Media Relations: Dos & Dont's
Media Relations: Dos & Dont's
One of the most exciting aspects of my co- op position as B.C. Used Oil Management Association (BCUOMA) summer ambassador is the interaction with the media. BCUOMA works with the Grey Vancouver public relations team to plan and execute a program which employs two summer ambassadors promoting the importance of used oil recycling to B.C. residents by spreading the message that one drop of oil makes a difference. To connect with the public, we attend events, blog, tweet and try to get as much media coverage as we can across the province. Last year, the ambassadors achieved 41 media hits, which equates to 1,200,000 media impressions! Of course we’re trying to top that this year.
“I am so lucky to get this media experience...now I have the confidence to take on anything that comes my way!”
Grey provides media relations support through sending out a detailed press release, pitching the story and arranging interviews. The interviews take place over the phone, at an oil collection site or at the reporter’s office. On busy media days we’ve have had up to four interviews in one day! Typically the questions asked by the reporters are very similar including details about the program, how our journey has been so far and our accomplishments. We have had print, radio and television interviews so far this summer.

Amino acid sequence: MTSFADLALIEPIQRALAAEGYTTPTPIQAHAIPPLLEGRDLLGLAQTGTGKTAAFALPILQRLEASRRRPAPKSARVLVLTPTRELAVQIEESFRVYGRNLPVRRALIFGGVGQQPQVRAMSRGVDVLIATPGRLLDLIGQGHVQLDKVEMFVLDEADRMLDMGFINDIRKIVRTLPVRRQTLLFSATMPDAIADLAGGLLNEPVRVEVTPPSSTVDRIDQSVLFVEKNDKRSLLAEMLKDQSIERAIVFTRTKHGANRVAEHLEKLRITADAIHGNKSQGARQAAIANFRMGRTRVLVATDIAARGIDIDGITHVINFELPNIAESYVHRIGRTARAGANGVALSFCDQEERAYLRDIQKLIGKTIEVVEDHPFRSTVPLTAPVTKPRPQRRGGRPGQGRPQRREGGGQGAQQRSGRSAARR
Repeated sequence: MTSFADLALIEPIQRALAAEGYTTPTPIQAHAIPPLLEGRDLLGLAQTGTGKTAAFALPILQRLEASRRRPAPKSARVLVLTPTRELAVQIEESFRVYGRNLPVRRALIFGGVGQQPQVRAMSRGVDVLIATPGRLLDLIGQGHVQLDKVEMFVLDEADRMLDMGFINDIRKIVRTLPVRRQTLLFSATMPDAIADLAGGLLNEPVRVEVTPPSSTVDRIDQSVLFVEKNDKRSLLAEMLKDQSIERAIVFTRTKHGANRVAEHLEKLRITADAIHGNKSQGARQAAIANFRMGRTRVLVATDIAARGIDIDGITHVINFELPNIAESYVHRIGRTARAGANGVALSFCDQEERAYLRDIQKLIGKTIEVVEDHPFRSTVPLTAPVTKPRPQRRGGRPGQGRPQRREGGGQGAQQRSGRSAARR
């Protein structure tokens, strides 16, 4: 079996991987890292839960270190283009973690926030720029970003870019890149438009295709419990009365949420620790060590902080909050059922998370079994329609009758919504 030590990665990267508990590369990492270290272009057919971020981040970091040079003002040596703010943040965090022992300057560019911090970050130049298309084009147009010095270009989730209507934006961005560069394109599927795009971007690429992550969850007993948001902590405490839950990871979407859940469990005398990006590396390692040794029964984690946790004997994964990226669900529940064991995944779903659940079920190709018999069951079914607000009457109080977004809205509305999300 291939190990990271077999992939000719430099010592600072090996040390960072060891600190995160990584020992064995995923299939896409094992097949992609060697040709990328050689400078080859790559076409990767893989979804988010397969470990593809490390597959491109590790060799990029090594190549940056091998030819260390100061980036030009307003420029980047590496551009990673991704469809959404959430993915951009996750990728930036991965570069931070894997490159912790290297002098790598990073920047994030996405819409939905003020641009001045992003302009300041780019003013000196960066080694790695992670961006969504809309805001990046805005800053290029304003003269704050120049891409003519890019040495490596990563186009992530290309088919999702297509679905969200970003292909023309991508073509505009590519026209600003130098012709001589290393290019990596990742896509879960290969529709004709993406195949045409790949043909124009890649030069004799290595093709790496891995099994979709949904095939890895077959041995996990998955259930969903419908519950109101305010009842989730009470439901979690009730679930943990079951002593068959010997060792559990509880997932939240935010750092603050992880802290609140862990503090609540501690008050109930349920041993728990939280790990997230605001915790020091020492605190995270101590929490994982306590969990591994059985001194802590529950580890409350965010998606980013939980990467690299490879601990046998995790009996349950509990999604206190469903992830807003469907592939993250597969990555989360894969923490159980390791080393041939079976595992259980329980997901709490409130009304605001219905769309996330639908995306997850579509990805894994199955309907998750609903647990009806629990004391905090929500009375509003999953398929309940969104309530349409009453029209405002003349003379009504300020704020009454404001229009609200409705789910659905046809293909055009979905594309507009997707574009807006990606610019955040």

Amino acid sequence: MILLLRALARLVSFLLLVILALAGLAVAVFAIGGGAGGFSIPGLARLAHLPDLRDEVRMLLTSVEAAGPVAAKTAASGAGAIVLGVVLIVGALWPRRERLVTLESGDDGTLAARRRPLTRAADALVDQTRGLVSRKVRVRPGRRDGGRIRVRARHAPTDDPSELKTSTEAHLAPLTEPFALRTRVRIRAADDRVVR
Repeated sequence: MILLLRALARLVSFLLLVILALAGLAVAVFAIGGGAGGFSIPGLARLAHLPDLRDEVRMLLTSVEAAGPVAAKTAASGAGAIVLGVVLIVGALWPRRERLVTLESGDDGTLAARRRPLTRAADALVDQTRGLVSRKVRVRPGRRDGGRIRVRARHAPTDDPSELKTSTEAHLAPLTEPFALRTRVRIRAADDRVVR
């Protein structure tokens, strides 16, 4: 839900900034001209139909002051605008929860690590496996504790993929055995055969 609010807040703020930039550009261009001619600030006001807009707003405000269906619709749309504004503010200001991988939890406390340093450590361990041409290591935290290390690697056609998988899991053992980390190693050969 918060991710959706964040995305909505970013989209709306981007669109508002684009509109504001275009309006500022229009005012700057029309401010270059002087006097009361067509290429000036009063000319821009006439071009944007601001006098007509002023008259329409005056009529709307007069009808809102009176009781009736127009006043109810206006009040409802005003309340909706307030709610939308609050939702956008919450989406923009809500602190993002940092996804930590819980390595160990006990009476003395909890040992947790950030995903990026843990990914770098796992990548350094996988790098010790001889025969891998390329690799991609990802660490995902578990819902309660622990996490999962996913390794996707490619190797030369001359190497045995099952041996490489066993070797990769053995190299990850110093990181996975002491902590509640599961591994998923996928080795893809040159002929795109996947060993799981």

Although I have now become very comfortable responding to the media, I was initially nervous about this aspect of the position. Luckily, Grey provided media training for us beforehand, which included in-depth practice interviews. We not only learned about interview preparation, tips and techniques but also about the role of the reporter and different media types. Nonetheless, when it came down to completing our first interview, I was nervous. I remember the first interview vividly; it was for radio and was recorded over the phone. Although I was not very eloquent, I did manage to get the main messages across. I quickly realized that I did not need to be intimidated by media interviews; the fact is reporters are simply trying to get information to write their story. The more I spoke about BCUOMA, the more comfortable I became with the information I have to share. The one time a bit of that first nervousness returned was when I participated in my first TV interview. Luckily, the reporter was very friendly and was happy to let us redo our answers if we were not happy with our responses. I thought I would hate to see myself on camera, but when I got to see the final clip of my interview, I was actually happy with the result.
I am so lucky to get this media experience, as it is such valuable practice that is not easy to come by in most co-op or entry-level positions. Furthermore, the fact that all the publicity associated with this program this summer has been positive has been great for my introduction to media relations. Before this experience, dealing with the media surrounding a crisis or dealing with negative publicity would have been challenging but now I have the confidence to take on anything that comes my way!
Photo credit Michael Melchiorre via Flickr
Submitted by acproj on Sat, 2010-09-04 23:00 by acproj